Like us on Facebook & Check us out on. Youtube.

What Is Oxidative Stress and Is It Affecting You?

What Is Oxidative Stress and Is It Affecting You?

You’ve probably heard the phrase “oxidative stress.” And perhaps you’ve also heard of free radicals and antioxidants. But do you know what they are and how they might affect you?

If you have more questions than answers when it comes to the topic of oxidative stress, don’t worry: You’re not alone. Although oxidative stress can play a significant role in your health, few people know exactly what it is or how it may affect the body.

Understanding oxidative stress, free radicals, and antioxidant action is a lot to wrap your head around. Primary care physician Deborah D. Viglione, MD, of Living Waters Regenerative Medicine Center in Gulf Breeze, Florida, aims to help you educate yourself about these topics so you can safeguard your long-term health.

Understanding oxidative stress

Every day, your body experiences a process known as oxidation. This is a normal process in which your body uses oxygen for many physiological functions.

Oxidation causes the formation of potentially harmful byproducts known as free radicals. Normally, your body neutralizes dangerous free radicals using compounds called antioxidants, which help prevent toxic free radicals from causing damage to cells, tissues, and organs.

However, when antioxidants and free radicals are out of balance — in other words, when you don’t have enough antioxidants to neutralize the worrisome free radicals in your system — free radicals act as dangerous toxins in your body and you can experience some of the harmful effects of oxidative stress.

As oxidative stress and free radicals interact with your body, they can lead to serious cell damage. As a result, long-term oxidative stress is believed to play a role in causing or worsening a variety of health conditions, including:

Contributors to toxic oxidative stress

Although all people experience oxidation, certain factors can weaken your defenses against potentially harmful long-term oxidative stress. For example, you’re more likely to experience damage from oxidative stress if you:

You’re also at greater risk if you smoke or are exposed to secondhand smoke or if you have a history of exposure to radiation or certain chemicals.

Reduce the impact of oxidative stress

Fortunately, you can take steps to reduce the impact of oxidative stress on your body and your overall health. Dr. Viglione is happy to work with you to create a customized treatment and lifestyle strategy to protect you from toxic oxidative stress.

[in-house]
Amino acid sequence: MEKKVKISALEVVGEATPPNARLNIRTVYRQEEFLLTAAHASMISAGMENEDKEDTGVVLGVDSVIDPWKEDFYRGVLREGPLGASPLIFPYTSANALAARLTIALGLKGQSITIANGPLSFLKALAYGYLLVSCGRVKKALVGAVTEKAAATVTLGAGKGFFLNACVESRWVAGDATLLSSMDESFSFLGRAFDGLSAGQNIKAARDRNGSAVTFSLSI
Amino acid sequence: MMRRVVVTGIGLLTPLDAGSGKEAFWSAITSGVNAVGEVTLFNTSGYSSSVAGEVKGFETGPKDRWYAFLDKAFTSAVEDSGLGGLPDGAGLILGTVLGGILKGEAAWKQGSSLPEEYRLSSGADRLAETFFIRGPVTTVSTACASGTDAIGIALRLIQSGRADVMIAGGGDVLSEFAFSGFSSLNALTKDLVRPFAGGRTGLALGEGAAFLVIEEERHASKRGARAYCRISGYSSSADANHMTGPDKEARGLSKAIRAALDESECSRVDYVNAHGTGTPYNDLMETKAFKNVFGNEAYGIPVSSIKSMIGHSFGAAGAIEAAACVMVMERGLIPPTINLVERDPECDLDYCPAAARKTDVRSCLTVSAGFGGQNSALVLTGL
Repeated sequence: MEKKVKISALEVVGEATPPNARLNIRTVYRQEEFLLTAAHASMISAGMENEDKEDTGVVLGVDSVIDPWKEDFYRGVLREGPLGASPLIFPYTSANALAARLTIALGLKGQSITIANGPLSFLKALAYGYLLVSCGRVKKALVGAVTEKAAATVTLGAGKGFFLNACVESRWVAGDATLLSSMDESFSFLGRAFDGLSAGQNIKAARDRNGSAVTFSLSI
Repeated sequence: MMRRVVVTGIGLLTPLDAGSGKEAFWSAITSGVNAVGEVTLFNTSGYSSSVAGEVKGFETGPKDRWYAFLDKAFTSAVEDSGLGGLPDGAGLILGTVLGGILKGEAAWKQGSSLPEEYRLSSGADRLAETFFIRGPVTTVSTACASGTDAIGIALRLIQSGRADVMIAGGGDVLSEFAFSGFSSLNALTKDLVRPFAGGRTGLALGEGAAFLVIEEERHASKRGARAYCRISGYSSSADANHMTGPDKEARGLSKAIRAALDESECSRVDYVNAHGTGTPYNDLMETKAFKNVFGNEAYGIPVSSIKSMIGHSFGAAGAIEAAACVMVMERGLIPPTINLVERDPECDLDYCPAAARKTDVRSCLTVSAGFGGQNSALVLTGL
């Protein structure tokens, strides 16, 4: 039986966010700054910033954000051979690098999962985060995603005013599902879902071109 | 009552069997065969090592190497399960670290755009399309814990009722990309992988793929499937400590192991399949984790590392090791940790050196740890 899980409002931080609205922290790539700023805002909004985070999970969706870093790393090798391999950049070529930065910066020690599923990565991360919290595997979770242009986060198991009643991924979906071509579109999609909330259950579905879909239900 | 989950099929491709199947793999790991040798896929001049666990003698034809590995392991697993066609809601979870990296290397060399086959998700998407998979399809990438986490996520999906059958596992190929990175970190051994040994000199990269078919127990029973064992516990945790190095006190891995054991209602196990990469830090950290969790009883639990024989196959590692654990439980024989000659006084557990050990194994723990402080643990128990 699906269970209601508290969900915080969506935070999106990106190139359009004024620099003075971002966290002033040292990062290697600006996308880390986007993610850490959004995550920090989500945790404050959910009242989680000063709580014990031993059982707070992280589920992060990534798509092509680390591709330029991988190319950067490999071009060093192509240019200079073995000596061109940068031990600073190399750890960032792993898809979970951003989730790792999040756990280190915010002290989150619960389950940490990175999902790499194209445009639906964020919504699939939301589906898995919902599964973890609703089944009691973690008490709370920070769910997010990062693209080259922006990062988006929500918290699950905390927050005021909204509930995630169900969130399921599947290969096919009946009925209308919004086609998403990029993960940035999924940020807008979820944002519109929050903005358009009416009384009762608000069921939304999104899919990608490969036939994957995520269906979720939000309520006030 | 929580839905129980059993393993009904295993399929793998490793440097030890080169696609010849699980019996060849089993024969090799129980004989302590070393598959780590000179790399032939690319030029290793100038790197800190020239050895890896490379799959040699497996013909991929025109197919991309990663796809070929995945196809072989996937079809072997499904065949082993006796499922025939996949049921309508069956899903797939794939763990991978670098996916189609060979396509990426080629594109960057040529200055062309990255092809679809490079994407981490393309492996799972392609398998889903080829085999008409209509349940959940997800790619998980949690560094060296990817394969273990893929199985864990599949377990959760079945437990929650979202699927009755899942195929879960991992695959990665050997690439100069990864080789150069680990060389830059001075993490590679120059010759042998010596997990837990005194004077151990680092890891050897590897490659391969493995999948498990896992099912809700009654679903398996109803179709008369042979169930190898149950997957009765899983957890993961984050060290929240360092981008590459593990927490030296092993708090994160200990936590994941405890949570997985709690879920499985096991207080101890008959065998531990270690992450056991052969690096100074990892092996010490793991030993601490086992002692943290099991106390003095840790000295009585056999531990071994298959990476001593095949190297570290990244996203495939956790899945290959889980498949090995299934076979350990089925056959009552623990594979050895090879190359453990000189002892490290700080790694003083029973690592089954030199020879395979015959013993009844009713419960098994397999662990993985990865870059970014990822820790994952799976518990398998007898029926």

She provides guidance on everything from diet and exercise to addressing exposure to toxins. She may recommend nutritional supplements, IV therapy, medication changes, and hormone therapy tailored to your needs.

To schedule a consultation with Dr. Viglione so you can learn more about oxidative stress and how it could be affecting you, call our office at 850-290-4806.

You Might Also Enjoy...

All About Infrasonic Liposuction Body Contouring

Most people have stubborn areas of fat that don’t go away even with careful diet and regular exercise. Infrasonic liposuction is a minimally invasive, effective way to get rid of the fat so you have the contoured look you want.

Vitamin Therapy: The Best Kept Secret of Elite Athletes

Whether you’re a weekend warrior or you’re training for a specific event, you probably already know that recovery is essential. Many elite athletes use vitamin therapy to recover, and you can, too. Here’s what you need to know.

Cosmetic Issues Botox® Can Address

Are you tired of looking in the mirror and seeing age-related lines and wrinkles? Do you wish you could erase them to give yourself a more youthful appearance? Consider Botox® — a safe, effective way to look younger.

Why Have I Lost My Libido?

A decrease in sexual desire is a common problem among both men and women. But here’s the good news: You can boost your libido. Learn about some causes and treatments for low sexual desire here.

Are You Positive for MTHFR?

MTHFR, a fairly common gene mutation, can contribute to a variety of chronic health conditions, including various types of heart disease. Learn how you can find out if you have a MTHFR mutation.